"From the perspective of the taxpayer, just the 13 people, the $700,000, that's a lot of money," said a Woodstock man who refused to give his name. "In 10 years, that's $7 million."

The resident, who said the previous speakers were a tough act to follow, said it comes down to a continuum of service, and wondered if there was a way to balance the coverage.

Ferguson asked Yew how much revenue an ambulance fee was expected to bring in. Yew said it's estimated to be $500,000 a year.

Those who say the county shouldn't pay for the extra firefighters should come to his fire hall, Toms Brook Fire President Richard Minton said. "I need help this weekend," he said.

"You know why they want to be a volunteer?" asked Minton, holding up a pager. "They want us to give them these so they know what's going on. We give them a pager, they never show up."

He said there are 23 EMS volunteers with his department, "but they won't run a call."
However, not all companies are struggling, Woodstock Fire Department's Scott Gray said. He said there is a risk some of the younger volunteers with his company will feel like county staff are taking "our call from us."

"If our younger generation feel that they come in there taking our calls, then what use is [it for] them to get up in the middle of the night," Gray said. "The volunteer companies that are strong, we would like to stay strong and rely on our volunteers as we can."
Yew said he didn't anticipate paid staff would be hogging volunteers' calls.

"Where we propose staffing are in very weak areas," he said. "Woodstock and Edinburg are both strong companies, but there are days when they hit some [volunteer] lulls, too."




7 Comments



If a fire station states that they need 24 hour staffing due to the lack of volunteers, then when does it stop becoming a VOLUNTEER FIRE DEPARTMENT and should totally be taken over by the governing body. I can totally empathize with needing paid firefighters during the daylight hours; the time that most volunteers are unavailable due to work. But if you're stating that you do not have the volunteers to cover the nights/weekends, then what are the volunteers covering? I say if a volunteer department states they need 24 hour coverage, then the governing body should have control of all functions, it would actally save money. In the long run the money they allocate as a general fund to the departments would be used for salaries, and the volunteers wouldn't be spending money on needless equipment/vehicles, thus the governing body would only provide the necessary equipment and not spending money on all the 'bells & whitles' as volunteers do. I say, show me what the volunteers cover as far as, days/nights/weekends, and if they are not able to provide during any of these times then the governing body should provide the 24 hour coverage and take over the day to day operations of that department also.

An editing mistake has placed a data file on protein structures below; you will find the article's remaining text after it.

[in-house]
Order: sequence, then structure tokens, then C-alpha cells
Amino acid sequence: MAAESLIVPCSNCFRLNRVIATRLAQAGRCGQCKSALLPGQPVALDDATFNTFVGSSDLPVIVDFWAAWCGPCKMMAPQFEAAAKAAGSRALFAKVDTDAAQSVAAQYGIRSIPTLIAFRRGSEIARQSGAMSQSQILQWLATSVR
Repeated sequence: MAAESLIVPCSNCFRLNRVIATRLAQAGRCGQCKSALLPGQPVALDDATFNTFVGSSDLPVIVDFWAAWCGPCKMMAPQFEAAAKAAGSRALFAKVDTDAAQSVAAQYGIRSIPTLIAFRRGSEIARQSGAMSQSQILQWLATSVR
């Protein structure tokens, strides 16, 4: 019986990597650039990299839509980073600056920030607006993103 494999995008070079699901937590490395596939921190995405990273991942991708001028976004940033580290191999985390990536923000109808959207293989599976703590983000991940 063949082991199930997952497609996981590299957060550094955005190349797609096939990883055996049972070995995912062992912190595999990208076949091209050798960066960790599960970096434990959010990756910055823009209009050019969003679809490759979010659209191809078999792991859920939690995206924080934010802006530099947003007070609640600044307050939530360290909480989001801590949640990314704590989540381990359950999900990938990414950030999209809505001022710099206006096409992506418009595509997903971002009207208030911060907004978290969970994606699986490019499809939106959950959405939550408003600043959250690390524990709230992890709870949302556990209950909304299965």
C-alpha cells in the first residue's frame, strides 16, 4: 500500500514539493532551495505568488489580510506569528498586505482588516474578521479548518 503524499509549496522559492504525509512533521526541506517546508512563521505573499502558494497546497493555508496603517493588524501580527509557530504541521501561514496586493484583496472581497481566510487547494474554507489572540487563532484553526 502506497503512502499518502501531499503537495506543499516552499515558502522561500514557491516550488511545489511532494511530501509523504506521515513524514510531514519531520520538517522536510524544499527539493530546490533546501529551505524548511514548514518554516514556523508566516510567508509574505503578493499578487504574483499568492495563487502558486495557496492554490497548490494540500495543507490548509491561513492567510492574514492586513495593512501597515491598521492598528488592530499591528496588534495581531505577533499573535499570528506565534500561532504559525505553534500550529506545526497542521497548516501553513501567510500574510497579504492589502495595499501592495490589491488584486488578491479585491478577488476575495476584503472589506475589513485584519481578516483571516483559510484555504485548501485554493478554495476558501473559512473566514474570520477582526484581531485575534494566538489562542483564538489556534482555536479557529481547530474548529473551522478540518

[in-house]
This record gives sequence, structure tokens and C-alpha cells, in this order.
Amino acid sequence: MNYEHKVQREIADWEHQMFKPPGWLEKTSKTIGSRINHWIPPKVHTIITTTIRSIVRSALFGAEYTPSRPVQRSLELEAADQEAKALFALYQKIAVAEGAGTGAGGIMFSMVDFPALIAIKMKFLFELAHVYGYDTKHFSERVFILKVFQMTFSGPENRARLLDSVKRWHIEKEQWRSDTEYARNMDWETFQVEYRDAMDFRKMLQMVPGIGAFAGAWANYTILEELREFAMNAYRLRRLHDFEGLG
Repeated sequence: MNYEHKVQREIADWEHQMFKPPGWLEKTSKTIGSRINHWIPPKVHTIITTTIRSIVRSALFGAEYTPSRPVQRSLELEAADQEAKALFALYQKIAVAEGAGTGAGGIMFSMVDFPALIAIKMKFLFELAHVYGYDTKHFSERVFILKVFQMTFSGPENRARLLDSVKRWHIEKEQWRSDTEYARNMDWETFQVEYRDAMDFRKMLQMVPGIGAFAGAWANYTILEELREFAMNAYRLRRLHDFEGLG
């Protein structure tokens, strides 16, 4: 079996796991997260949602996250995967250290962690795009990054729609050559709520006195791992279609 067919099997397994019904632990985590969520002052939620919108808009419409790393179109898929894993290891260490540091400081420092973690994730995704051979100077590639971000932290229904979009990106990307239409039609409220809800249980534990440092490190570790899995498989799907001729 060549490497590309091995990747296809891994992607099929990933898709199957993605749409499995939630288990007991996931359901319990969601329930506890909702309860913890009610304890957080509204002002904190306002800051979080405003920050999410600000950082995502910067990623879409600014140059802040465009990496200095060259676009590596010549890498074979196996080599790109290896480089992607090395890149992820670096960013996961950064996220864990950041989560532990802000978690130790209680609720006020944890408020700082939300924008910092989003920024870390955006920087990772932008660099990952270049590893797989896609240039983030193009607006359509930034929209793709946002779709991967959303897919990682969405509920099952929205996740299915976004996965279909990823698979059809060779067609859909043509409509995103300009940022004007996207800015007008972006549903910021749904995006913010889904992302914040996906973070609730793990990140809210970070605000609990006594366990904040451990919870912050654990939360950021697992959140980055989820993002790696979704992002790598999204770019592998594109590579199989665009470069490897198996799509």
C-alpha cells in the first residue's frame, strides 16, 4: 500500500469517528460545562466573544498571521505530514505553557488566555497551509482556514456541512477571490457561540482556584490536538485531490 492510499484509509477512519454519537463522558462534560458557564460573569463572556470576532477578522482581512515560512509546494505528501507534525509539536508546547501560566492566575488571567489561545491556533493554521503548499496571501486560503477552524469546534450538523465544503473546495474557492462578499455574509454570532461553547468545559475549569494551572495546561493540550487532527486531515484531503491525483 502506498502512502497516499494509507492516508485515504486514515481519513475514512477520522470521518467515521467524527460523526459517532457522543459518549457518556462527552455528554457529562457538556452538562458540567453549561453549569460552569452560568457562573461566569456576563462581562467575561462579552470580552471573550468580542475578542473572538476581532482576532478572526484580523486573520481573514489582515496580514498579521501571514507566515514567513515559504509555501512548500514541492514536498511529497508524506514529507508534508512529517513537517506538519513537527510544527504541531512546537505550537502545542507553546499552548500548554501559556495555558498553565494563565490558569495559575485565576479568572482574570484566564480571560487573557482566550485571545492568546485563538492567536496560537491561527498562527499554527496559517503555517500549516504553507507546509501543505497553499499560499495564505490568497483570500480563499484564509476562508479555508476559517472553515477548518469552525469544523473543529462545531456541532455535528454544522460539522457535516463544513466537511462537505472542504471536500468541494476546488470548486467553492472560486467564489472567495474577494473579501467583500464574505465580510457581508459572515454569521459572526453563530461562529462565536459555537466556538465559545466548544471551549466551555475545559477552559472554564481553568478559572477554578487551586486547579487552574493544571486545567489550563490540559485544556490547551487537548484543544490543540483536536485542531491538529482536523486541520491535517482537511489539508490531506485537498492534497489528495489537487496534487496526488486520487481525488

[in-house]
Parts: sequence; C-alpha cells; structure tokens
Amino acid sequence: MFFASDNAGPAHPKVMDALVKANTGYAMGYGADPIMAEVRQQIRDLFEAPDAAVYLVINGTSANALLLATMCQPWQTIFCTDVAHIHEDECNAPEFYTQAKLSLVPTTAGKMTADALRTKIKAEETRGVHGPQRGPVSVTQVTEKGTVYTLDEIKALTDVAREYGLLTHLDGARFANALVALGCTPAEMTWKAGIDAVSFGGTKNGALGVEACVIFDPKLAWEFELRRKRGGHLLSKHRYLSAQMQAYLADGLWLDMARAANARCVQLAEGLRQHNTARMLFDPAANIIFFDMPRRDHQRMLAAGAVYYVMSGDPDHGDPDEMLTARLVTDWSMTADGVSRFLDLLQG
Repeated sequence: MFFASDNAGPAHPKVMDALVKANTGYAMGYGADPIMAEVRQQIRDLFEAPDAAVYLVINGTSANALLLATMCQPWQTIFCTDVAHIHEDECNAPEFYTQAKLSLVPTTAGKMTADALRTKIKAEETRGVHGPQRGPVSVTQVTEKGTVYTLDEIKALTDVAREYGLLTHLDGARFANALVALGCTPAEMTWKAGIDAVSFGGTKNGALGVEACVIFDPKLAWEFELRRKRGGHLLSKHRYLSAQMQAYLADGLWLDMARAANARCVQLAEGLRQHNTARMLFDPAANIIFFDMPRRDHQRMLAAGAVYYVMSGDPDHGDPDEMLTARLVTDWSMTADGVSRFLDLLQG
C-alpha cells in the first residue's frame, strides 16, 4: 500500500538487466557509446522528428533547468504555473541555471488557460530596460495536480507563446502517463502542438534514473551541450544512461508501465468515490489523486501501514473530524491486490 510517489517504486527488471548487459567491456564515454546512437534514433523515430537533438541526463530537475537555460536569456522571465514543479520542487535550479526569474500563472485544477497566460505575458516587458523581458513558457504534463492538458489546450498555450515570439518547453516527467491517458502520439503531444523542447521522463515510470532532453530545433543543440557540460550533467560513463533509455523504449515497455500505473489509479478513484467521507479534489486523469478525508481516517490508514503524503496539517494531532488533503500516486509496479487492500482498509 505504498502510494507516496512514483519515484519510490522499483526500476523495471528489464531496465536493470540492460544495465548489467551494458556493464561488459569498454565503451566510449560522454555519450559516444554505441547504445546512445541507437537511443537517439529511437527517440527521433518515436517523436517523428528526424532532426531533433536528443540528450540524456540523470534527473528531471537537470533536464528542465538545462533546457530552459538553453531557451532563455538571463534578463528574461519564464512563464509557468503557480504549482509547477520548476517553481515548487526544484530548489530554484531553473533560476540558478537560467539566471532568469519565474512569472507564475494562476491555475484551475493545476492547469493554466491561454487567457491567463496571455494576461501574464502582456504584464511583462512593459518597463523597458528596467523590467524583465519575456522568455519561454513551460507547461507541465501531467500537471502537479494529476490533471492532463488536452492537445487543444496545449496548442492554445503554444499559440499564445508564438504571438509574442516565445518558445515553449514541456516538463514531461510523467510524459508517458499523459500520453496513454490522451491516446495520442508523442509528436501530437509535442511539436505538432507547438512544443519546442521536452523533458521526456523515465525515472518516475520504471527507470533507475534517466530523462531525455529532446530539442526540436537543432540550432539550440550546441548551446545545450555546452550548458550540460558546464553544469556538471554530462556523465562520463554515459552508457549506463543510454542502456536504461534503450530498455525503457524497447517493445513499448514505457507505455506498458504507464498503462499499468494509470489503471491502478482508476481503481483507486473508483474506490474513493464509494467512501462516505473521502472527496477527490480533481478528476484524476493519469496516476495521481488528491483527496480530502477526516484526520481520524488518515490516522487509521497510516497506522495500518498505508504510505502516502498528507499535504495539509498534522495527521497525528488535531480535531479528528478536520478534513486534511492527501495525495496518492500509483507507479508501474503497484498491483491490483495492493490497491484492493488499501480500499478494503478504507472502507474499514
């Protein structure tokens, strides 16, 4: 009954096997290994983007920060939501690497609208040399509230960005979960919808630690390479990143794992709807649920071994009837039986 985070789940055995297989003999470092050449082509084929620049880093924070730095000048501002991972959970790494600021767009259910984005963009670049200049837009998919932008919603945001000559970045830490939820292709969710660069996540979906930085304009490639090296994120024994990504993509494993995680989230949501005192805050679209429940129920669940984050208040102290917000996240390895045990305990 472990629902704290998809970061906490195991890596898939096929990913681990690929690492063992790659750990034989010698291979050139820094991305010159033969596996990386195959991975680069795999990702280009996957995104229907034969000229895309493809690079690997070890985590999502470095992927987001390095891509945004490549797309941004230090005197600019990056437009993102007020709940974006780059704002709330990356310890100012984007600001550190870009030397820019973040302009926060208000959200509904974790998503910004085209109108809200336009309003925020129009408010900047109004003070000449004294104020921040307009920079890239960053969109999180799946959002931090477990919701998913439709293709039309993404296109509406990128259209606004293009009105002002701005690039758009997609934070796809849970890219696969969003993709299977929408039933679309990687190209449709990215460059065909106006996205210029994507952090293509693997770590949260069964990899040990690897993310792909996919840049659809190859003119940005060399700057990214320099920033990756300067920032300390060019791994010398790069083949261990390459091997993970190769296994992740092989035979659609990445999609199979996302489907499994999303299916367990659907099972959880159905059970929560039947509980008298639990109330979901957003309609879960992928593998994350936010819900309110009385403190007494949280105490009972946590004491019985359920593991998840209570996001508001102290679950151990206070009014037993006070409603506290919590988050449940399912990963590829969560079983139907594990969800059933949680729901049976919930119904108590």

USBC You obviously don't have a clue to how much it takes to keep a fire station going for a year. The average amount, yes I did say average, the county provides to a station would just cover a salary and benefits for one paid person. That would leave nothing for equipment or safety gear or equipment repair. That would also leave nothing to operate the station itself. What about utilities, fuel and other necessary items??? Doesn't sound to cheap now does it???